Yes dentistry has its hygeinists and podiatry does not. Dentists have a niche in American culture and they do indeed have the numbers to employ lobbyists and can and do impose a political force -where would Americans go with tooth problems? Then again is General Dentistry not sufficient to handle periodontal, endodontal and other so-called dental specialties outside of oral surgery? The paralell of oral surgery speaks volumes of an apparent failure of podiatry where everyone entering the DPM field wants or appears to desire the status of Podiatric Surgeon. If there are recognisable paralels my questions remain why are US podiatrists at somewhat of a stalemate with respect to some universality of acceptance?
     
  15. drsarbes

    drsarbes Well-Known Member

    "The paralell of oral surgery speaks volumes of an apparent failure of podiatry where everyone entering the DPM field wants or appears to desire the status of Podiatric Surgeon."

    Your "stir the pot" post is interesting, TS, whoever you are.

    I'll let others comment on your rather long, convoluted posts, but there is one point you bring up that I would like to add to.

    Oral Surgeons and Podiatric Surgeons.
    I have used this comparison myself for years. When asked why I do not trim toe nails or reduce callouses or sell pads in my reception room, I often reply with the dentist=podiatrist, Oral surgeon =Podiatric Surgeon comparison.

    Why I need to do this is obvious. When a patient, or anyone, looks in the Yellow Pages under DOCTORS OF PODIATRIC MEDICINE my name appears under the same heading as the 80 year old Chiropodist down the street who has no undergraduate degree and a three year Chiropody degree. He wouldn't know a "10 blade from a Freer elevator, but there we are, side by side............Along with the younger non surgically trained Podiatrist who gets sweaty palms doing a digital exostectomy in his office.

    A bit frustrating.

    Steve
     
  16. Rather than moaning anonymously about the state of US podiatry, why not be constructive and do something about it. Try http://www.amsa.org/direct/ for a little inspiration.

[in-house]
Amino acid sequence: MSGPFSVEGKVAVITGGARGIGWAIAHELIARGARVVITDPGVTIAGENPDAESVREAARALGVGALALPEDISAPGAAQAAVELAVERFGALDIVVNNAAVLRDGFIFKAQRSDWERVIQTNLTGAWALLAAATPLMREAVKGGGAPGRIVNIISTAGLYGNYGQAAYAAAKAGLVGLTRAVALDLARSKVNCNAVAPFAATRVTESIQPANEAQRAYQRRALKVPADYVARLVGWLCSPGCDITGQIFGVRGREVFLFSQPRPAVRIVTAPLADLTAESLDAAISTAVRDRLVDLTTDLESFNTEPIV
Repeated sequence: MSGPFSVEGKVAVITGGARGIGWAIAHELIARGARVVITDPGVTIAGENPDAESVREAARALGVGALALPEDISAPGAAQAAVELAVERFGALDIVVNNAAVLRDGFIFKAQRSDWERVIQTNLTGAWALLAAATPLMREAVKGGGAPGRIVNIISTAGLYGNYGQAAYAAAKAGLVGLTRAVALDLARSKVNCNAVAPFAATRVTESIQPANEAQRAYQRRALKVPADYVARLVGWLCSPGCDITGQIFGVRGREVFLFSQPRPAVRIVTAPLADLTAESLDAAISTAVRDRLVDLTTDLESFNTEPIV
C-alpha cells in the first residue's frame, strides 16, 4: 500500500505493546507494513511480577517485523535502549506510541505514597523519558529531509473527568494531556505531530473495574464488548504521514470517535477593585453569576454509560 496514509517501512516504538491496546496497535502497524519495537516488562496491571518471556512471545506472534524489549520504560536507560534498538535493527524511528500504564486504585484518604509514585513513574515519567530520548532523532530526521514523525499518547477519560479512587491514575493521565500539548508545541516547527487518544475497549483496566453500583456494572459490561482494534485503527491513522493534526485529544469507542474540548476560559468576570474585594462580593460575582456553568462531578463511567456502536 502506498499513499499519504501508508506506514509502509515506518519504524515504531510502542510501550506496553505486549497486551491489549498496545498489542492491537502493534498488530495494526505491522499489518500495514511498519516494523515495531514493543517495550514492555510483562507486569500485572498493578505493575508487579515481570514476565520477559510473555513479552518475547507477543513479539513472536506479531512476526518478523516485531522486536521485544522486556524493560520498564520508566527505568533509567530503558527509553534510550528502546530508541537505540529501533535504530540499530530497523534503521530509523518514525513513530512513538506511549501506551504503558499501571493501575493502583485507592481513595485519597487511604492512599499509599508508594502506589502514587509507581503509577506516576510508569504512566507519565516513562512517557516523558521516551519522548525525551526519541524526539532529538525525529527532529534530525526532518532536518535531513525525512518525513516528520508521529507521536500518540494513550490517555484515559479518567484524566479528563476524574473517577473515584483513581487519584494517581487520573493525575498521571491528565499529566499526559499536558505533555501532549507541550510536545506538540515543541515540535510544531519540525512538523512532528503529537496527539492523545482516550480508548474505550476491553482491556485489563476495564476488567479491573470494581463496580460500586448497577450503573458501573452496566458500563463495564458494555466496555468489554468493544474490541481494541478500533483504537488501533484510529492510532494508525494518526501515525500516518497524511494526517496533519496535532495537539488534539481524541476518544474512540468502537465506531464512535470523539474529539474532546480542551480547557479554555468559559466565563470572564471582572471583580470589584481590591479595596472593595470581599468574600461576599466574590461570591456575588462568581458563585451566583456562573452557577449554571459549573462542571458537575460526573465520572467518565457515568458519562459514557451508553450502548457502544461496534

17. toefixer

    toefixer Member

    Well, someone finally sees the light about the state of health of podiatry. Frankly, I agree with the stated assessment! The fact is that podiatrists will never achieve parity with the MD's or DO's. Yes, there may come a day when podiatry training does emulate the other physician categories (MD and DO) but until we as a profession gear our studies and post degree internships and residencies on a similar or same coures as the MD we will never reach parity or recognition.!!!! We will be simply grouped into that infamous category of "Allied Health" specialty. As a podiatrist one can make a good living but I can say that in these times you will always be looked as less than a Physician. Don't be misled by those who say podiatrist should take the high road and fight for parity, it is a loosing battle in these times. Do I paint a dismal picture? Please don't get me wrong. I love podiatry for what it is and what we have accomplsihed but don't fall victim to a myth about being on equal ground with the MD. Accept your position and limited practice and be the best you can as a podiatist. Earn lots of money and provide a great life for your family and yourself. One day..........the road to obtaining a podiatry degree will match that of the MD and you may finally arrive at your wishful destiny... recognition by MD's and DO's as a brother or sister physician. All the roadblocks and obstacle to achieving parity will vanish.
     
  18. dropatoeor2

    dropatoeor2 Member

    Toefixer, that was very thoughtful. I had a nice dialogue with another member on another thread re this polemic.

    Read the daily podiatry sites-my motiviation is discussed on another site-and then visit the threads on the MD DO sites re foot problems. DPMs can start to be taken seriously when they're voices are heard and their words read.